From a purely objective standpoint, it was interesting for our reporter to see how often the same cards and suits turned up from both decks. Coincidence or not, the recurring themes and patterns were easy to spot.

Moravski is openly gay (he even offers readings on his Grindr profile) and our reporter is transgender. We asked him about the LGBT community and his work with tarot. Moravski observed that LGBT people often have a special sensitivity. In his words they, “have had to come terms with getting to know yourself, and being honest with what we call the shadow aspects of the tarot. Things that you’ve been shaming or denying… [LGBT people] have to learn to love themselves in a way that other people don’t have to deal with necessarily. Until something happens in their life that makes them come out of their own closet in whatever way that is.”

“I try to treat every person I read for the same,” he added, “and bring as little preconception to the reading as possible, but I know many queer folk have similar challenges and, having been through them myself it’s hard not to draw on that upon that experience so it does influence me, I draw upon my own healing experiences and also am further healed when I get to help any person.”

We also spoke, via Zoom, with Cathy Towle, who described her long career as an activist/medium/coach, or as she says, “A person who likes to look under the blanket.” And her work is overtly of a spiritual nature.

Towle’s experience with tarot cards stretches back 40 years, and she explained their ancient origins as part of a game called Tarocchi, or Tarocchini, which was created in the early 15th century. The “suits” of a modern deck of playing cards (hearts, spades, clubs, and diamonds) correspond to the tarot card suits (cups, swords, wands, and pentacles). Tarot later became a divination tool and gained popularity in the 18th century. They became a ubiquitous fortune-telling tool in the 20th century with modern decks like the Rider Waite deck and Aleister Crowley’s Thoth deck.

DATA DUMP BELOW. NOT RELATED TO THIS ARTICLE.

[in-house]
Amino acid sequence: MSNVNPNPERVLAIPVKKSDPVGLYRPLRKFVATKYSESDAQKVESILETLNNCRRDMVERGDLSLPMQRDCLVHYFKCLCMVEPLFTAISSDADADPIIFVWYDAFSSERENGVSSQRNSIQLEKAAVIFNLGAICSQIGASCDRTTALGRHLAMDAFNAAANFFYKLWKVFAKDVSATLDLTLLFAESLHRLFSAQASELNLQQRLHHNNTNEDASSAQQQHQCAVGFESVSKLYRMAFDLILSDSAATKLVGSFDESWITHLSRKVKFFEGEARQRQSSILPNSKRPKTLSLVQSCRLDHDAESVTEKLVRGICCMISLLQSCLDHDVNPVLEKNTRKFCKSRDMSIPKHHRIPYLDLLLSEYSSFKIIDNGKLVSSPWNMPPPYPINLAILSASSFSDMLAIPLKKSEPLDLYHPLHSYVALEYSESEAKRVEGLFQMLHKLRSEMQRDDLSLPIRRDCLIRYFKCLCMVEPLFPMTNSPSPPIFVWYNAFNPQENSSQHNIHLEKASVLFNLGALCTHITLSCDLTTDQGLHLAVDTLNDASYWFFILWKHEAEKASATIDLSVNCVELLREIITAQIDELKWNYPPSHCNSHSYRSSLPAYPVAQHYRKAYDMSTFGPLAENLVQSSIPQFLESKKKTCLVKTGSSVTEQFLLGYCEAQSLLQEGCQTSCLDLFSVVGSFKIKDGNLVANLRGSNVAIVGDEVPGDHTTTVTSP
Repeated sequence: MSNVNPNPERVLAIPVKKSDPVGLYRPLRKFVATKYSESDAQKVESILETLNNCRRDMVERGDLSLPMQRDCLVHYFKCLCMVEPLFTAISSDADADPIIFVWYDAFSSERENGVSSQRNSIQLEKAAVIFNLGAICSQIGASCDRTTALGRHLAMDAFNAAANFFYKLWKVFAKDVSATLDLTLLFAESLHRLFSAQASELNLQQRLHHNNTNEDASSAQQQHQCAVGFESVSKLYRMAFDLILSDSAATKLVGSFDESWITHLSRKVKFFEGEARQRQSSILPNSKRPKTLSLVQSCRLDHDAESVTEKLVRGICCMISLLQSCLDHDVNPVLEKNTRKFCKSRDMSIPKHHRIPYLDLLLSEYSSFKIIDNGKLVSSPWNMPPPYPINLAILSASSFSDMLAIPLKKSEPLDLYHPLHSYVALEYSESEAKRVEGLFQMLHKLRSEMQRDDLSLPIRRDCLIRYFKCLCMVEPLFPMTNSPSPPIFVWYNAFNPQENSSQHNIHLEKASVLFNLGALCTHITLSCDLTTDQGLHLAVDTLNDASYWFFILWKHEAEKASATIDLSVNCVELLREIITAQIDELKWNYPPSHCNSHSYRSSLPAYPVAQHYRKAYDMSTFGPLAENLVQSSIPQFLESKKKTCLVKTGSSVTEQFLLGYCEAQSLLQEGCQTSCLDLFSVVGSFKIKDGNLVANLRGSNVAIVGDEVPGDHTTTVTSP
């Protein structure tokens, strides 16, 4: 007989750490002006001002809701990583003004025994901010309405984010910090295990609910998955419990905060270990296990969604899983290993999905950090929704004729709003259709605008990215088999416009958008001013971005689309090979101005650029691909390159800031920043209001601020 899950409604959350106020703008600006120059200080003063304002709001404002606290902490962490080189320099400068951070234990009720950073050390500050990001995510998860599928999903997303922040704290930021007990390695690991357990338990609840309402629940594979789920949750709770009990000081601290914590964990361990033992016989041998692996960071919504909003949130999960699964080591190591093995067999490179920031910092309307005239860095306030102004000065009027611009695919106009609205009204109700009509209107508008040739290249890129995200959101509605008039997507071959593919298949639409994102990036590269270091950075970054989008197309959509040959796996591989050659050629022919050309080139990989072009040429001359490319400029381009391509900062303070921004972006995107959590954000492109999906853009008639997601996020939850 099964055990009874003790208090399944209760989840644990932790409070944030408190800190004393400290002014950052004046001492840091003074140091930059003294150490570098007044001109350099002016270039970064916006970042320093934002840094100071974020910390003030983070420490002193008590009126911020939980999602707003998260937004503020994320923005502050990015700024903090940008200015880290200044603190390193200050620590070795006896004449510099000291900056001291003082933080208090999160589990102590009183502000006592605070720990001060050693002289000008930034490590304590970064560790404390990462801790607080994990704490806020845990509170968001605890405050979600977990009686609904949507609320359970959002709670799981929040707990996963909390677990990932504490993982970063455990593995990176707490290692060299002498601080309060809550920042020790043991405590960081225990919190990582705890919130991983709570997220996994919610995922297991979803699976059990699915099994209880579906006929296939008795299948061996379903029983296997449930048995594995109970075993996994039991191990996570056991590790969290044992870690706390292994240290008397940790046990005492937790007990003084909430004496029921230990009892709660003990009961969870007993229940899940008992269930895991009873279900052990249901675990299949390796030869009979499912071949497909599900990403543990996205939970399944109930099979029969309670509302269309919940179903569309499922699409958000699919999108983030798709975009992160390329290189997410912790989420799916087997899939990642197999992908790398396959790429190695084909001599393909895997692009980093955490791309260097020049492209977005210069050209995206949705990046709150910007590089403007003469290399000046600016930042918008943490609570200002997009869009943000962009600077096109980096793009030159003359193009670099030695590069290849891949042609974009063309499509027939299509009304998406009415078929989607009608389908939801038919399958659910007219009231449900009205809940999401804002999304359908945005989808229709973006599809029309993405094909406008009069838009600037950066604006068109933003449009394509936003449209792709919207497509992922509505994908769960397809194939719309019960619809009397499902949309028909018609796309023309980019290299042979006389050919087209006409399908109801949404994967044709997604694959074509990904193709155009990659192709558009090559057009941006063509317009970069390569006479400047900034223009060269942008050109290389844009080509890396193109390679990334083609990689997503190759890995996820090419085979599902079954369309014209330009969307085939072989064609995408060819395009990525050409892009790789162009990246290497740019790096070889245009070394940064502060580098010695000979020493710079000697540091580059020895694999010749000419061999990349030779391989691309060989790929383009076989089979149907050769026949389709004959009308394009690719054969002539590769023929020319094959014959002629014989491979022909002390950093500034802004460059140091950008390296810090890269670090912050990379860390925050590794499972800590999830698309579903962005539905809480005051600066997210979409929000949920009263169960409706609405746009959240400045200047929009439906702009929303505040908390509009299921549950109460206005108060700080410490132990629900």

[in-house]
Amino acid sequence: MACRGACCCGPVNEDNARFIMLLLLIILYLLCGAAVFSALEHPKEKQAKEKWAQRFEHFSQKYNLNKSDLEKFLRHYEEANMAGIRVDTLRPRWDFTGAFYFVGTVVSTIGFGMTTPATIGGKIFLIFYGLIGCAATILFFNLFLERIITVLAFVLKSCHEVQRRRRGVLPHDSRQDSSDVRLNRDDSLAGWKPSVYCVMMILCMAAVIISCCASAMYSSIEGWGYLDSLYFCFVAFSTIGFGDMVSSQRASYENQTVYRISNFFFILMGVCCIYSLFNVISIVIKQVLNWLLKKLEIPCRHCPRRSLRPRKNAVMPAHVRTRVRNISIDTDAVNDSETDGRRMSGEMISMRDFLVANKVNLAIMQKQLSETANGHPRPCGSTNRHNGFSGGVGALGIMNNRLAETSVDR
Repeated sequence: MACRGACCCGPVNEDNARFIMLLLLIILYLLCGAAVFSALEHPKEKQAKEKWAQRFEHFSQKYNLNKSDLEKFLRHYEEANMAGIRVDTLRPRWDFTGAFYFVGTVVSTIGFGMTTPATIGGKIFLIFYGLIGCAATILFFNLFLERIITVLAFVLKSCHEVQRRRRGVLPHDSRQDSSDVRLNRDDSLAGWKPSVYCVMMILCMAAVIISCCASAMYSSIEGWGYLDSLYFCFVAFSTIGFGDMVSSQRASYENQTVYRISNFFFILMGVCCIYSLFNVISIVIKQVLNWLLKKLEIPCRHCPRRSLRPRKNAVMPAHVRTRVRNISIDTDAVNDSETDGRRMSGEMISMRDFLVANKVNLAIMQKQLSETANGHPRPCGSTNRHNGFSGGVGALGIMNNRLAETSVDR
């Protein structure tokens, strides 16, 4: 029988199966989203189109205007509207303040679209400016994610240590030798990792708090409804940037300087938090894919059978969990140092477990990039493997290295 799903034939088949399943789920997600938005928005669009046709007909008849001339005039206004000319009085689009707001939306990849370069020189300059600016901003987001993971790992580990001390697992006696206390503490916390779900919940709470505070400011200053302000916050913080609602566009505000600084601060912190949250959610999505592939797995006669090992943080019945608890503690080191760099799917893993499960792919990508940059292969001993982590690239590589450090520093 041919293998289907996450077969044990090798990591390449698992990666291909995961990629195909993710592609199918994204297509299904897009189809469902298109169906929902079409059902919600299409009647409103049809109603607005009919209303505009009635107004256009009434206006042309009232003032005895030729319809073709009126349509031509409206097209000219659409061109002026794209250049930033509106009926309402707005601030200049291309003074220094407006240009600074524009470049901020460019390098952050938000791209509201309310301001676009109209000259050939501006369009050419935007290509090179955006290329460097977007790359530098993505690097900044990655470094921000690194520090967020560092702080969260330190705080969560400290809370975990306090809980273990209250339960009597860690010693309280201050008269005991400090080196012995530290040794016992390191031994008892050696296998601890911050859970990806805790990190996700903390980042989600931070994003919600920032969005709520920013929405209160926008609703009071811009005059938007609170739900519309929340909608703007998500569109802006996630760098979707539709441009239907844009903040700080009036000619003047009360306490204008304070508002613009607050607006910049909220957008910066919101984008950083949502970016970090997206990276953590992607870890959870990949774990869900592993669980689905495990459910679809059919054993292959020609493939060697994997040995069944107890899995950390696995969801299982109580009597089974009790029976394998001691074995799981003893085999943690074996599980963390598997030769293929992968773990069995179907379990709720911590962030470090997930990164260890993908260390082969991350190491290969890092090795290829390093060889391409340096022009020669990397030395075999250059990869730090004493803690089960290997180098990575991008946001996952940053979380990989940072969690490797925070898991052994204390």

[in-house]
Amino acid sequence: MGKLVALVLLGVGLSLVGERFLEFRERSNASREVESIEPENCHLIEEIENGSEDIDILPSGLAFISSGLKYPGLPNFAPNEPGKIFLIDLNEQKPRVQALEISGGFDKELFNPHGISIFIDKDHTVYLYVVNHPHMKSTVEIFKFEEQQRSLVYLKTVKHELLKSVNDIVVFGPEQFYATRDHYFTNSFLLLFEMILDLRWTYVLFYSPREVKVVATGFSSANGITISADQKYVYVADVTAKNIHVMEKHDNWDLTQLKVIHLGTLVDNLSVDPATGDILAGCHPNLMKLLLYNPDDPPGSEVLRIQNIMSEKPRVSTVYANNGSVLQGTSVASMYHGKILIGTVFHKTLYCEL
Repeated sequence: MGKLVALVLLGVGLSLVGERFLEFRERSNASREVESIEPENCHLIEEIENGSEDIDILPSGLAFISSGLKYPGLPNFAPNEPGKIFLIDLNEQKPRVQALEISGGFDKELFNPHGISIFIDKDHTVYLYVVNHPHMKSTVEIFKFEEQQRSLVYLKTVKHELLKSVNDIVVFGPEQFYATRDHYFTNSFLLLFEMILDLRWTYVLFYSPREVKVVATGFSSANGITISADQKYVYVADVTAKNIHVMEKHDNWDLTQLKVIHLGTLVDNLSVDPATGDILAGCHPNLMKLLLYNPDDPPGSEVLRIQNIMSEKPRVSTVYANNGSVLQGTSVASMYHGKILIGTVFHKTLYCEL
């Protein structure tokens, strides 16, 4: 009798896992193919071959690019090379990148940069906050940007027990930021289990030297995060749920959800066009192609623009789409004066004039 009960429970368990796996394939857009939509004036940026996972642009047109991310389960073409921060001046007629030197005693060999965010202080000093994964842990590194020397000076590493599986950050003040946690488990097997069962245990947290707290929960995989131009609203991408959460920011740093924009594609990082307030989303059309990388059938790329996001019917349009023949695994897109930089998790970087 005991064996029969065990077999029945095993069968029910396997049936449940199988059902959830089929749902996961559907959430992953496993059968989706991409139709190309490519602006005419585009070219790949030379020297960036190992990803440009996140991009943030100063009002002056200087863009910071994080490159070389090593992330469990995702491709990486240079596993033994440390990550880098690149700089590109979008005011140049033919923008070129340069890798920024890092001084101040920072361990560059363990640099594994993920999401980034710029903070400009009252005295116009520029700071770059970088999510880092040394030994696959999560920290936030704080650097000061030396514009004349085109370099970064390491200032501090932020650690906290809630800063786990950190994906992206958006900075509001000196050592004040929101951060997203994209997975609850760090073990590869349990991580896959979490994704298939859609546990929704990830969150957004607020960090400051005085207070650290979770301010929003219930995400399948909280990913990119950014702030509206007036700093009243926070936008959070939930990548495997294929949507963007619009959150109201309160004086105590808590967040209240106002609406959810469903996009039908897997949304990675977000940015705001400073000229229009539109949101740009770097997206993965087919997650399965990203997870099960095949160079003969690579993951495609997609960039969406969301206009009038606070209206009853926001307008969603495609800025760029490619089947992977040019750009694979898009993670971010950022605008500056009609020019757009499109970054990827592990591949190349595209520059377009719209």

Interfaith Minister Cathy Towle (with hand outstretched) leads a group ritual. | Photo by Millie Benson

Towle says about her readings, “You could say there’s a therapeutic aspect to it, but there’s a definite healing aspect to it. And there’s a fun aspect to it. Is it performative? It can get on the edge of performative when the lightness comes in.” Again referencing “Light” as did Moravski. “What I mean by that is we move from the shadow work, into the other side, where we’re in the feelings of joy and happiness. You can feel the change from one state to other where there is compassion and gratitude, and that’s what I mean by The Light, in that situation. I’m also a Reiki master and Reiki healer. In the energy work, I see this light coming into the body.”

Towle, as a reader, has her own idiosyncrasies. She doesn’t read “inverted” or “reversed” cards. In a traditional tarot reading, when a card appears upside down it has a different meaning than when right side up. “The given cards around a particular card I might lay out will give me the context. But, I’ve learned to have a certain dialog with the cards too. And you find that that happens when you use them a lot.” she told us, “They’re a helpful tool when you need to connect to your own inner guidance.”